We Earned the Fees in the Gun Case
Vindication of fundamental civil rights is not an "injury," and asking that the government be held liable for the cost of enforcing our civil rights laws is no "insult" ["Holding Up Taxpayers," editorial, Sept. 6].
Enforcement of our nation's civil rights laws depends on attracting qualified lawyers to fight government agencies with endless resources on behalf of ordinary people who cannot afford legal services.
Awarding successful civil rights lawyers below-market rates for taking such enormous risks would send the bar a terrible message: Ignore injustice, unless you can afford to fight it.
Our requested rates are based on documented market realities, not on the government's wishes about what it would like to pay.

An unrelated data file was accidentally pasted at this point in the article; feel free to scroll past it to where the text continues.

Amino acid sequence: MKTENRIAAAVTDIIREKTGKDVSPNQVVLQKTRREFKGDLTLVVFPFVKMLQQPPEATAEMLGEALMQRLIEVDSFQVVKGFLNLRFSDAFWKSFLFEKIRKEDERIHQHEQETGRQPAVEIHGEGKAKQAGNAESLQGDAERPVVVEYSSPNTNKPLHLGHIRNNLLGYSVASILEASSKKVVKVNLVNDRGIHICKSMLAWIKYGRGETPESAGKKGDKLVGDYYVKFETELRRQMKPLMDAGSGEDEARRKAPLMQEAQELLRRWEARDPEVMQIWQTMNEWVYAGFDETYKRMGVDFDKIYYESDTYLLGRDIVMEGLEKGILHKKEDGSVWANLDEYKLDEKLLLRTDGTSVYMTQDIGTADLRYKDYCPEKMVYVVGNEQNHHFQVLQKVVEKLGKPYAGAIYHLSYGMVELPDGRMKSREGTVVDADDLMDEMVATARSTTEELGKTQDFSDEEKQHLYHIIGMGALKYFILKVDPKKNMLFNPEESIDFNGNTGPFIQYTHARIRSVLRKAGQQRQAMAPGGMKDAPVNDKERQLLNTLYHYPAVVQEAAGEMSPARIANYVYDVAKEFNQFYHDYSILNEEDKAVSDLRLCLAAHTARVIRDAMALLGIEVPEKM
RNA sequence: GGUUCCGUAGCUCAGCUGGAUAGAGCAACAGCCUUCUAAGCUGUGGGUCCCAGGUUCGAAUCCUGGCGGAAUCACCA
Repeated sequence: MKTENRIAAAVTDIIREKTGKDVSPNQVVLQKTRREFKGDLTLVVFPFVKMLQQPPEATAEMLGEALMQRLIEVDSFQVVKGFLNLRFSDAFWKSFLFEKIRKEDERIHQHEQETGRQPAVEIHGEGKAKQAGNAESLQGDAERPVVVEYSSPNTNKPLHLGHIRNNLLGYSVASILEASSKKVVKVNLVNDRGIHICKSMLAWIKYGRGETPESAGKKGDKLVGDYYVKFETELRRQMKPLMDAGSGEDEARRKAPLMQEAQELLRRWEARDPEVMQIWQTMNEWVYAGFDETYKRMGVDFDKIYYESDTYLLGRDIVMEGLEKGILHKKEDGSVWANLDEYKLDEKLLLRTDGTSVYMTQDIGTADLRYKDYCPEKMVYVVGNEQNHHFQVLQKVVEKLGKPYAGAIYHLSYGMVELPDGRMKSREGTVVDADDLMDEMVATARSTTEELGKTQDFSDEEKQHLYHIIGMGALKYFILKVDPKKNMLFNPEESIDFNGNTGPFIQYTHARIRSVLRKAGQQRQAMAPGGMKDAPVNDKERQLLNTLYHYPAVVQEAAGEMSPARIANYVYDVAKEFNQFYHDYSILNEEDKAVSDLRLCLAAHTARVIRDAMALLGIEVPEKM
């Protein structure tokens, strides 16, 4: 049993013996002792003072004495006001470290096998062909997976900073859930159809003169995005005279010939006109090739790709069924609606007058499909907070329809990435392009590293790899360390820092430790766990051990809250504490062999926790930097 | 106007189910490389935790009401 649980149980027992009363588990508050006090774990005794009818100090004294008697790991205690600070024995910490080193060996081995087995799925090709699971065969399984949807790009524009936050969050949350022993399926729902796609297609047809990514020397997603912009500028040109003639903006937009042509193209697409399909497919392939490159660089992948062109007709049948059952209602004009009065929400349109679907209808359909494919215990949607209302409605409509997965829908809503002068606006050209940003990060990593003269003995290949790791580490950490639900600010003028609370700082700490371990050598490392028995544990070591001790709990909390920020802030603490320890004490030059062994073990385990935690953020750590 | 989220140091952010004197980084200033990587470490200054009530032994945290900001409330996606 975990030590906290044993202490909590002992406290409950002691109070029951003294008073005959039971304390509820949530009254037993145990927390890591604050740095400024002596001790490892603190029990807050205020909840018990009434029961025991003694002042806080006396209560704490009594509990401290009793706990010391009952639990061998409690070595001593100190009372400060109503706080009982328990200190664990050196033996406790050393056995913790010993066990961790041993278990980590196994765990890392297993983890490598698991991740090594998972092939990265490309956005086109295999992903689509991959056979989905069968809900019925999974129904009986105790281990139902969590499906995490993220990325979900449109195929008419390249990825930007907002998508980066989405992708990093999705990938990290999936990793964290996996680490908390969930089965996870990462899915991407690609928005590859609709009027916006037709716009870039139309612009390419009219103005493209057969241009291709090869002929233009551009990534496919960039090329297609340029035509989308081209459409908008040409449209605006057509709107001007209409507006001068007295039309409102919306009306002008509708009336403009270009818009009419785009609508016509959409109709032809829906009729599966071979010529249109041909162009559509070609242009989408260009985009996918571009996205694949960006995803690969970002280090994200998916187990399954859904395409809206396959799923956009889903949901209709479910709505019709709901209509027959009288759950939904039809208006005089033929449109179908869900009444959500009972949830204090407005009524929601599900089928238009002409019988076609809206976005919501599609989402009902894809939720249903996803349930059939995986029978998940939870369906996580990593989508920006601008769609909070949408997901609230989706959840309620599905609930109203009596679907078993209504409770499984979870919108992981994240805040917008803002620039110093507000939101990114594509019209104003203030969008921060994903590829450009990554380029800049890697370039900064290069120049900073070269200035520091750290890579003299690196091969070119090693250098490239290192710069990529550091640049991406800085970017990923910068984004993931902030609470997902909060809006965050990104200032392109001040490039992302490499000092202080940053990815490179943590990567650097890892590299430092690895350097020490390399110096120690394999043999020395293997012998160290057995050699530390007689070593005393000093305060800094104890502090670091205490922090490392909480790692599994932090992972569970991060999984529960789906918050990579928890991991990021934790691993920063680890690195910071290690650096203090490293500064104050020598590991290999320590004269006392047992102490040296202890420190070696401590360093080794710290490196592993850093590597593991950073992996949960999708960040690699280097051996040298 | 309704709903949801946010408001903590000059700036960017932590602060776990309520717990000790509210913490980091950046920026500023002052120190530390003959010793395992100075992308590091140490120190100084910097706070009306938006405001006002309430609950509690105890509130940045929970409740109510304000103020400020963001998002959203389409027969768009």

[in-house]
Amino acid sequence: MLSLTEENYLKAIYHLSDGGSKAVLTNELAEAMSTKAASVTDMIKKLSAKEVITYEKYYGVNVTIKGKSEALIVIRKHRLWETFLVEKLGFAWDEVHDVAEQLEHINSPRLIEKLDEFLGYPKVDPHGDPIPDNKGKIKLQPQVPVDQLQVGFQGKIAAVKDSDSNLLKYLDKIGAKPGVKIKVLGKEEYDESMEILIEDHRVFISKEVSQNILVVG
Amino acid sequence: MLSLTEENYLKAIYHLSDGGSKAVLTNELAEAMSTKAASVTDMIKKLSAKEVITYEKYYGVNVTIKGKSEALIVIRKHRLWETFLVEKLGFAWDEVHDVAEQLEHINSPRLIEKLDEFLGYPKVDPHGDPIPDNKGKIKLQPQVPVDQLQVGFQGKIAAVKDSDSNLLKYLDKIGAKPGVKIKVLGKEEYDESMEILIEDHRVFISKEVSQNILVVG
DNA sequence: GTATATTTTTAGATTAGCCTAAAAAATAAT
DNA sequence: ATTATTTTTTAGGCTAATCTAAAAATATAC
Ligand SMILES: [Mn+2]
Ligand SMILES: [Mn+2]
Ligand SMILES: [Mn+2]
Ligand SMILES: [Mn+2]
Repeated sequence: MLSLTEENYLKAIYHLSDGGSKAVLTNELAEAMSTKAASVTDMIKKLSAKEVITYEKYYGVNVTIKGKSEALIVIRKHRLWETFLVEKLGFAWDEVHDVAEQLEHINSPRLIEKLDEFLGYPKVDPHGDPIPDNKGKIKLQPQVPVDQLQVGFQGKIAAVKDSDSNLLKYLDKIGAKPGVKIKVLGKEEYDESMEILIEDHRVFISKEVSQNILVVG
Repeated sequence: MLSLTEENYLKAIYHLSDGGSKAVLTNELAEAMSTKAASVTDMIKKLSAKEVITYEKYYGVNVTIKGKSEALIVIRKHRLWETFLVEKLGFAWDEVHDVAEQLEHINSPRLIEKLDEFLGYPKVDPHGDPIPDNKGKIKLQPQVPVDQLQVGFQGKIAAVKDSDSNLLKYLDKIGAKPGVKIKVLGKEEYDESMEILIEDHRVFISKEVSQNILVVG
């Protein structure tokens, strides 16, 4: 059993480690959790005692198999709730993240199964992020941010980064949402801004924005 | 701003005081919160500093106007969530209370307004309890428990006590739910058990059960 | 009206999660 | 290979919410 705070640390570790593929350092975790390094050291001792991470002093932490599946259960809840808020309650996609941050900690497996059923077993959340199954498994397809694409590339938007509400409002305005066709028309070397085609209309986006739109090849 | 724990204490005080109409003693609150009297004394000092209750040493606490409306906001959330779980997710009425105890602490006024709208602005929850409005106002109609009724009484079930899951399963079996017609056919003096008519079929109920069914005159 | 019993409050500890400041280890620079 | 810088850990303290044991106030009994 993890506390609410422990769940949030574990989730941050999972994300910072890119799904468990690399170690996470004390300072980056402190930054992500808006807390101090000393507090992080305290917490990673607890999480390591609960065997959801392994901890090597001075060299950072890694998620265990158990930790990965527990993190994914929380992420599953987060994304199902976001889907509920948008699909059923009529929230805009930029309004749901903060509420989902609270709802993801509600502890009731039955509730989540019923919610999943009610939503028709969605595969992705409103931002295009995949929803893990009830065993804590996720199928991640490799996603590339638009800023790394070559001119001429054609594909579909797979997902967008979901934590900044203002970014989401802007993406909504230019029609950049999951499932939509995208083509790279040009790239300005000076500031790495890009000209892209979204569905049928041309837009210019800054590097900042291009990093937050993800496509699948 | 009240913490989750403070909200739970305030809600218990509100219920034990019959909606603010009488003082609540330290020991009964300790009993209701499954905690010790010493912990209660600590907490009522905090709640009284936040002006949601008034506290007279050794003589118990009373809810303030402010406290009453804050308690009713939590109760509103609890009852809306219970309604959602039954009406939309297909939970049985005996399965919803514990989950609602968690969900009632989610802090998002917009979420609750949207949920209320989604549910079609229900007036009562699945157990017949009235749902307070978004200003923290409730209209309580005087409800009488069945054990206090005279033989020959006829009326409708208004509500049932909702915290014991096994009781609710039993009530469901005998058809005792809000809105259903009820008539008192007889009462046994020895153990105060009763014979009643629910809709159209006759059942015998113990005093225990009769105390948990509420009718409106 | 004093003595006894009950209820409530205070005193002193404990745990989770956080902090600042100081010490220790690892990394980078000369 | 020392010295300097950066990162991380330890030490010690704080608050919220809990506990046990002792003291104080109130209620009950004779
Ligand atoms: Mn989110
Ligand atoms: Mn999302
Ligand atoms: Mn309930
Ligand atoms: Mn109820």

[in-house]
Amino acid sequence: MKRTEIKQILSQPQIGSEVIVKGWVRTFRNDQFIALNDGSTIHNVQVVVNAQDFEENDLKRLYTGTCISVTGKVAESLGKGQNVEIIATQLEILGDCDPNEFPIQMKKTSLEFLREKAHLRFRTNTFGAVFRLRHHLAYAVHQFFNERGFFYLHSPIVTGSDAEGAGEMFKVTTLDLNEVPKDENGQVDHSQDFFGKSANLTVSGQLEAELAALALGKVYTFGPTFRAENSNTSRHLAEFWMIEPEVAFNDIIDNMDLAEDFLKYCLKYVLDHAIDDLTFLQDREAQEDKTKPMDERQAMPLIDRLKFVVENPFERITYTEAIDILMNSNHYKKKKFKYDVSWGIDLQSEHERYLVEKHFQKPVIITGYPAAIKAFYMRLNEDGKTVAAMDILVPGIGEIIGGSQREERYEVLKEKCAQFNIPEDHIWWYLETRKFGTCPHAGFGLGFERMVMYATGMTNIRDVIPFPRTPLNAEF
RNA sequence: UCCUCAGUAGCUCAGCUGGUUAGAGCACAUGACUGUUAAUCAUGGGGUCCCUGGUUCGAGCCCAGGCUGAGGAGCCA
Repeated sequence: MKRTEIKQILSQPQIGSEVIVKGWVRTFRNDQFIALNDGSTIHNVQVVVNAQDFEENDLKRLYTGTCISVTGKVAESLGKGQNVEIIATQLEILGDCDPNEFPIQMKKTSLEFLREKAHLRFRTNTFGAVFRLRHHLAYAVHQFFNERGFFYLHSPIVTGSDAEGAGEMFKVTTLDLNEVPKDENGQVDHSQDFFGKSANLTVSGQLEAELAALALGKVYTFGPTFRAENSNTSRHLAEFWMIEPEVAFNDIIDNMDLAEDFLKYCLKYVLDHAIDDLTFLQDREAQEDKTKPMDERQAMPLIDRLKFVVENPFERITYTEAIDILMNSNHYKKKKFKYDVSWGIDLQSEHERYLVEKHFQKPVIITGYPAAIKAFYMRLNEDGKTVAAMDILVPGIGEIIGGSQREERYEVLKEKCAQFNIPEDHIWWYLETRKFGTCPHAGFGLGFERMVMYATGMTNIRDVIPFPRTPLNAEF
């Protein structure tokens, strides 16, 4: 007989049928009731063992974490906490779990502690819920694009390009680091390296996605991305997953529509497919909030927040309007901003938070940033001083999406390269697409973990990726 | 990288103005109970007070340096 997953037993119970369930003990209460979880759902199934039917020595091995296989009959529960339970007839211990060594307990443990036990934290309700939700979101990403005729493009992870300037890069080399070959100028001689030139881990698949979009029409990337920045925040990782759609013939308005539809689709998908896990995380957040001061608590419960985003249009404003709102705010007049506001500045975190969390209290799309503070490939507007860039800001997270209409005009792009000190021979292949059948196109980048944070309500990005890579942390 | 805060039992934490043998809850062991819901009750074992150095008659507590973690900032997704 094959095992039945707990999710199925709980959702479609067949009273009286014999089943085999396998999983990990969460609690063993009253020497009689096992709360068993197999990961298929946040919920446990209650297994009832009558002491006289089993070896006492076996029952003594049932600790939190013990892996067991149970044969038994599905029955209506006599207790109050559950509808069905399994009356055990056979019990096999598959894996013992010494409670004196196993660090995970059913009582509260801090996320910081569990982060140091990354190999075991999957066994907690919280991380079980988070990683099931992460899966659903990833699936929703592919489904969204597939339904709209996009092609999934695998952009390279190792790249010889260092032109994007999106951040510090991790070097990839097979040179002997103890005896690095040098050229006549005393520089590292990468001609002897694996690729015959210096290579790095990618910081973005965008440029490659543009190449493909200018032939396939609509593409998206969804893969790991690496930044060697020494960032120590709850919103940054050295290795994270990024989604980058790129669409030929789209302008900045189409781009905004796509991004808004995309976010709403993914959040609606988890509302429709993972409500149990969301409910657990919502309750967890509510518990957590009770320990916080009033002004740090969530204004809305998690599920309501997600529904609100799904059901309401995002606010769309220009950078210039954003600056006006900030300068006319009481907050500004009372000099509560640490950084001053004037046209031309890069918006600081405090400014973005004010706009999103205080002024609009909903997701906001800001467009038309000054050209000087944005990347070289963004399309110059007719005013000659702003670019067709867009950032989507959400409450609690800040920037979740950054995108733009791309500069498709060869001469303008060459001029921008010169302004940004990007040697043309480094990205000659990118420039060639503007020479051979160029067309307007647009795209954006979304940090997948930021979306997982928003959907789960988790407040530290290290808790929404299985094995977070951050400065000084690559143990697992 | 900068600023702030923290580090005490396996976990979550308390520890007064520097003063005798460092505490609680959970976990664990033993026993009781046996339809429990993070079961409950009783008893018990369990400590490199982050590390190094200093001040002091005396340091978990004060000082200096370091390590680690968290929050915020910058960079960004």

I was shocked at The Post's suggestion that civil rights lawyers are somehow the lesser relations of those who work in "megafirms" serving the Fortune 500. In any event, I and three other members of our team have worked or are still working in those "megafirms."
And if we are such lousy lawyers, how did we manage to beat the city's militia of lawyers, including three of the biggest of the "megafirms" in town?
The Supreme Court also instructs that civil rights victories in exceptional cases entitle the prevailing lawyers to enhanced fees. Our request for fee enhancement is in line with what cases involving abortion, gay rights, police misconduct and other important issues have earned the lawyers who were brave enough to back them. Would The Post feel differently if we had vindicated a right about which it were more enthusiastic, say, freedom of the press?
If the city doesn't want to pay civil rights lawyers' fees, it should obey the Constitution. Freedom isn't free.
The writer was lead counsel for Dick A. Heller in District of Columbia v. Heller, the case in which the District's ban on handgun ownership was overturned .